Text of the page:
We ruefully acknowledge how self-centered we are after we have had an argument with someone. Typically, we mentally conjure up a rerun of the argument, thinking up all the things we could have said, all the things we should have said. In such reruns, we always win. After an argument, have you ever conjured up a rerun in which you lost?
Our self-centeredness is deep. It is so brutally idolatrous that it tries to domesticate God himself. In our desperate folly we act as if we can outsmart God, as if he owes us explanations, as if we are wise and self-determining while he exists only to meet our needs.
But this God says, “I will destroy the wisdom of the wise; the intelligence of the intelligent I will frustrate.” Indeed, the point has already been made implicitly in verse 18. One might have expected Paul to say, “For the message of the cross is foolishness to those who are perishing, but to us who are being saved it is the wisdom of God.” Instead, he insists it is “the power of God.…” This is not a slip on Paul’s part; the point is crucial. Paul does not want the Corinthians to think that the gospel is nothing more than a philosophical system, a supremely wise system that stands over against the folly of others. It is far more: where human wisdom utterly fails to deal with human need, God himself has taken action. We are impotent when it comes to dealing with our sin and being reconciled to God, but where we are impotent God is powerful. Human folly and human wisdom are equally unable to achieve what God has accomplished in the cross. The gospel is not simply good advice, nor is it good news about God’s power. The gospel is God’s power to those who believe. The place where God has supremely destroyed all human arrogance and pretension is the cross.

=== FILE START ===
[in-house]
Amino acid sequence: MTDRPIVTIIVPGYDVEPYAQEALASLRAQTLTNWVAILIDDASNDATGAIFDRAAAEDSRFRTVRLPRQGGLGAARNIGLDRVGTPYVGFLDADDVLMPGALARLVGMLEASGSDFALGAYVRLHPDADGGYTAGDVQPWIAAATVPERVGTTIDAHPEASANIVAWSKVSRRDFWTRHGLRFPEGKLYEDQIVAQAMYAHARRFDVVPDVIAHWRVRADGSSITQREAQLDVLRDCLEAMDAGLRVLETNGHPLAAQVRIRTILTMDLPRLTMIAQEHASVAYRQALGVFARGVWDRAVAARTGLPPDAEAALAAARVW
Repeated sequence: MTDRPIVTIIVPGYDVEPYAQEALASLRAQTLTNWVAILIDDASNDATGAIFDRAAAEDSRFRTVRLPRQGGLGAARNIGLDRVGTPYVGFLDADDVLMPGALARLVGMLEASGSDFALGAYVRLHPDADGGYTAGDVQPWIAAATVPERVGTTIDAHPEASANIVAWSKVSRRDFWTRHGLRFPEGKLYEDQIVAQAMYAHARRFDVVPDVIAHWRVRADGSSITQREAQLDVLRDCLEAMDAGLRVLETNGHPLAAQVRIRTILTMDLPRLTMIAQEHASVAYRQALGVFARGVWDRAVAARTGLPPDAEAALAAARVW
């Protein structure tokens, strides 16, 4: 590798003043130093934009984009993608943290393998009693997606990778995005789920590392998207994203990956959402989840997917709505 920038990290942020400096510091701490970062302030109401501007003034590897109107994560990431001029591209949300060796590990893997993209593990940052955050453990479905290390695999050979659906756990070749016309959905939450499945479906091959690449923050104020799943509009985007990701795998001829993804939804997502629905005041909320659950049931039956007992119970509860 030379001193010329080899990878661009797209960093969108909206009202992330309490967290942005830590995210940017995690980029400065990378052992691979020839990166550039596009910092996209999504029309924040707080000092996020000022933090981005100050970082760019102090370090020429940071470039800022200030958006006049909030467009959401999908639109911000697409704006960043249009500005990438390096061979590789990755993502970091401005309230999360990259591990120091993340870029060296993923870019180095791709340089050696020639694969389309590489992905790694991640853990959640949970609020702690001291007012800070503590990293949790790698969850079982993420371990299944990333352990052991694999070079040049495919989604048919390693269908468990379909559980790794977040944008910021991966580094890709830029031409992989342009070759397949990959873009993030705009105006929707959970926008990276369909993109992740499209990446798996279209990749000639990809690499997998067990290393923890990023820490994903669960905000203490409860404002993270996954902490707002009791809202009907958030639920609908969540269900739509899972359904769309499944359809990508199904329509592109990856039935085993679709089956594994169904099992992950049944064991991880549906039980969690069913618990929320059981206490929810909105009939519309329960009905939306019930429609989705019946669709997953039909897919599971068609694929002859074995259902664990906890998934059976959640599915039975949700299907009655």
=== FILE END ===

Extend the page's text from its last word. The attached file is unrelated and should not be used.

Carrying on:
Summertime is nearly upon us; for many of us, this means something very important: the opportunity to take time off work! One of the ways I recharge is to spend time reading. Here are five books I’m planning to read this summer:
Kingdom Come by Sam Storms
This one is probably going to be my big “plugging away a bit at a time” read:
The second coming of Christ is a matter of sharp disagreement amongst Christians. Many hold to premillennialism: that Christ’s return will be followed by 1,000 years before the final judgement, a belief popularised in the popular Left Behind novels. However, premillennialism is not the only option for Christians. In this important new book, Sam Storms provides a biblical rationale for amillennialism; the belief that 1,000 years mentioned in the book of Revelation is symbolic with the emphasis being the King and his Kingdom.
What Every Christian Needs to Know about the Qur’an by James R. White
What used to be an exotic religion of people halfway around the world is now the belief system of people living across the street. Through fair, contextual use of the Qur’an as the primary source text, apologist James R. White presents Islamic beliefs about Christ, salvation, the Trinity, the afterlife, and other important topics. White shows how the sacred text of Islam differs from the teachings of the Bible in order to help Christians engage in open, honest discussions with Muslims.
Buy it at: Amazon
The Princess Bride by William Goldman
I grew up watching the film based upon this book, so I think it’s high-time I actually read it:
Anyone who lived through the 1980s may find it impossible—inconceivable, even—to equate The Princess Bride with anything other than the sweet, celluloid romance of Westley and Buttercup, but the film is only a fraction of the ingenious storytelling you’ll find in these pages. Rich in character and satire, the novel is set in 1941 and framed cleverly as an “abridged” retelling of a centuries-old tale set in the fabled country of Florin that’s home to “Beasts of all natures and descriptions. Pain. Death. Brave men. Coward men. Strongest men. Chases. Escapes. Lies. Truths. Passions.”